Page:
Three weeks ago was a sad day. My Mac’s fans were grinding on something, so I opened it up to clean them out. I removed some recognizable dust bunnies! Then, I put it all back together.
I tried every troubleshooting tactic I knew and even researched one or two new ones I did not know. Nothing worked. My Mac would not turn on.
This was the day after the iPhone 6 went on sale so Apple Stores were still packed. I visited the 4th Street Apple Store but the walk-in queue for a Genius was too long to accept me.
I headed down to the Bay Street store and managed to get an appointment with only an hour wait. I had a nice chat with Andrew, who agreed that I had covered my bases with troubleshooting.
He took my Mac to the back for a few more tests and his best conclusion was that my power button was dead. (Sounds logical.) The fix would require replacing the entire top case — including the keyboard — as the power button is integral. If successful, this would cost me $185, a worthy repair fee.
The worst case scenario was a dead logic board, a $600 expense, quoth Andrew, that I was probably not willing to endure. I required little further convincing not to pay so much for a repair, should this truth come to pass.
I am grateful to my friend Zelig who replaced his MacBook Pro before he went to Israel for the second half of the year, and to me for not having delivering his Mac back to the Wilderness Torah office after I cleaned it up. I used this old Mac — only a year or two older than mine — for the following few weeks.
I had a clone of my hard disk, only a few weeks old, that served my needs while Apple had my Mac. It was painfully slow at first as I was running OS X Mavericks on only 2 GB of memory, booting from a FireWire 800-connected hard disk. However, my productivity only suffered for five days before I left for Sukkot on the Farm.
I also heard from Apple early that following week with the news that actually my logic board was dead and, since I did not want to initiate a repair, my Mac would be available for pickup when I was ready to retrieve it.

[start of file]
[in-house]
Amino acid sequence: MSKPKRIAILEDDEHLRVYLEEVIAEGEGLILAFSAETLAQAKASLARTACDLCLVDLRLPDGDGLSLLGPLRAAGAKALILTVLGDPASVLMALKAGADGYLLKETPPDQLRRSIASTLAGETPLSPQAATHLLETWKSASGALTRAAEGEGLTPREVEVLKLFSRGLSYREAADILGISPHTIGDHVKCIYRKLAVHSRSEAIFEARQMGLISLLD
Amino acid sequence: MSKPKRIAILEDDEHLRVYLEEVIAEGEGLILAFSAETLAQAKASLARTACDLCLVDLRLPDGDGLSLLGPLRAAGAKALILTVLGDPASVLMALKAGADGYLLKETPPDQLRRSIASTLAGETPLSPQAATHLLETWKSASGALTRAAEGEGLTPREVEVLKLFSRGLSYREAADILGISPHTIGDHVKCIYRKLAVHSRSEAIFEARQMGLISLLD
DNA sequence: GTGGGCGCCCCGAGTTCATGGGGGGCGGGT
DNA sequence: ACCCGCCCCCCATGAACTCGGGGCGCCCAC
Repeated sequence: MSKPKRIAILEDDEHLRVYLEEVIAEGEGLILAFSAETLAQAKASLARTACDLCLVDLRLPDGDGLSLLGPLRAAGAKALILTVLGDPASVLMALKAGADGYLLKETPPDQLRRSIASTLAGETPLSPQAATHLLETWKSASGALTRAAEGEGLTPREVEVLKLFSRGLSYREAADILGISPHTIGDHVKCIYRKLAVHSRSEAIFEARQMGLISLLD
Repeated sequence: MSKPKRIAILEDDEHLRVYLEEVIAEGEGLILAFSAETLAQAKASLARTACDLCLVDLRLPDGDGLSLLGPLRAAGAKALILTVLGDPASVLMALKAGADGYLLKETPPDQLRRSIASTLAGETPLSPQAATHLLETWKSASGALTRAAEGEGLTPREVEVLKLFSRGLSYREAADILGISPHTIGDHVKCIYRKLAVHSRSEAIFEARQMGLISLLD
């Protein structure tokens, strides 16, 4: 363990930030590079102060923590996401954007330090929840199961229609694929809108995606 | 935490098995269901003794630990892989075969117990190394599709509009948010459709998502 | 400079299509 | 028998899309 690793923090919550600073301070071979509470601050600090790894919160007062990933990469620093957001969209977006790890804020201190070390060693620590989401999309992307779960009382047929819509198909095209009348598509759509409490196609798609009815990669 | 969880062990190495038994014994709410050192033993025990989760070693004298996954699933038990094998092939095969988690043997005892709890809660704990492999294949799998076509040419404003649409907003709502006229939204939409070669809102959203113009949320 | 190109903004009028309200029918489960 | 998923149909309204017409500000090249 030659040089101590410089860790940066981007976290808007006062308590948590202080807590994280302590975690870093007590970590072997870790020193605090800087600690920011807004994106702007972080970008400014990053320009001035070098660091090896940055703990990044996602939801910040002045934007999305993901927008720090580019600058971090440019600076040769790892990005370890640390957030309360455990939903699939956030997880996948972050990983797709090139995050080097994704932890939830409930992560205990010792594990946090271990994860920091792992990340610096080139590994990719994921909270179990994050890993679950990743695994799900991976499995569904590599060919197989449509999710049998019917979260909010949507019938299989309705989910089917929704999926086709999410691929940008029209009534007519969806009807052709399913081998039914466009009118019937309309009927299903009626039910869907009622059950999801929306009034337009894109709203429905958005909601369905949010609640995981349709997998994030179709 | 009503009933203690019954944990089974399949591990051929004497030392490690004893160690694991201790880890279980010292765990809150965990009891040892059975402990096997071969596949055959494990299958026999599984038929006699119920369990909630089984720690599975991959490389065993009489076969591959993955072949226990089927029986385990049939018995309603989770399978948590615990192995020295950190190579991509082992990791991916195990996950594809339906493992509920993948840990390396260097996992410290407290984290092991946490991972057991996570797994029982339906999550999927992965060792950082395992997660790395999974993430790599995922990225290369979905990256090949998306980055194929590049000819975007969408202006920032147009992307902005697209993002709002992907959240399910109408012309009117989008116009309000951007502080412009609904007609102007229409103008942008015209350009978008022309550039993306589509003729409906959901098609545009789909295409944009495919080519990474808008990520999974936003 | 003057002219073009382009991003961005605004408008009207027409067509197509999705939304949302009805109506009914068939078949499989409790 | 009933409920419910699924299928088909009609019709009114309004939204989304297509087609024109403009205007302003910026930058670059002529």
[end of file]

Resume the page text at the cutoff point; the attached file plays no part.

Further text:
After being happily disconnected from the Internet and most digital technology for five days, I returned from the festival and upgraded the memory in Zelig’s old Mac to 4 GB, which gave it a significant boost. A couple days later, I picked up my Mac from the Apple Store and the fun began.
A year and a half ago, I replaced my optical drive with an OWC SSD and configured it with my hard disk into a Fusion Drive. Last week, I removed both from my Mac, recalling how easy Apple made this surgery for MacBooks built more than a few years ago.
I put the hard disk inside an OWC Express enclosure I’d bought just a couple days before my Mac died. The SSD I connected with my NewerTech Universal Drive Adapter, which has been very handy over the years. It enables me to connect any bare drive to a computer.
I connected each drive to one of the Mac’s two USB ports. Amazingly, my single-volume Fusion Drive mounted and I was able to access my data. However, I was mysteriously unable to boot from the unified drive as at startup the system was seeing it as two separate volumes.
The first thing I considered was that there was confusion across the two USB ports in use. Their connection inside a Mac is more integrated. I shut down and connected both drives to my USB hub, plugging that into a single Mac USB port.
I started the computer again and was able to select the single Fusion Drive as the startup disk. Incredible! I added the few files I’d saved in the interim and cloned to my backup drive.
Speedy, too. The presence of the SSD made the system so much more usable and I was able to be productive while I waited for my new Mac to arrive.
Yes, not only did I pick up my old Mac at the Apple Store last Thursday, I also ordered a refurbished 2013 MacBook Pro with Retina Display. I didn’t race to the top of the line as I have in the past. Instead, I opted for a 2.3 GHz Core i7, 16 GB of memory, and 500 GB of storage.
I received it on Monday and have spent this week integrating it with my computing life. Like nearly six years ago when I bought my last Mac, I’m impressed at how fast and responsive it is.
I’m also replacing my 16 GB USB 2.0 LaCie WhizKey flash drive with a smaller, speedier 32 GB USB 3.0 flash drive. At Krishna Sadasivam’s recommendation, I’ve chosen a Transcend JetFlash drive. This will enable me to carry more OS X installers and utilities in my pocket to support my clients.
I’m grateful, too, to have invested in Apple 14 years ago. What began under $500 has grown to support several purchases of Apple gear and related accessories over the years.
Thanks for sticking with me! I took a month off of blogging for the holidays and I’m looking forward to writing for you again.
In the coming weeks, you can look forward to a review of 2Do, my new method of keeping track of reminders and things to do; tidbits from Yosemite, my Mac’s new heart; and a story about my client who’s a chef. You might also hear about my friend who is opening a new custom framing business and my general quest for more connections to new clients.
Thanks for reading! Leave your comments below and let me know how I can help.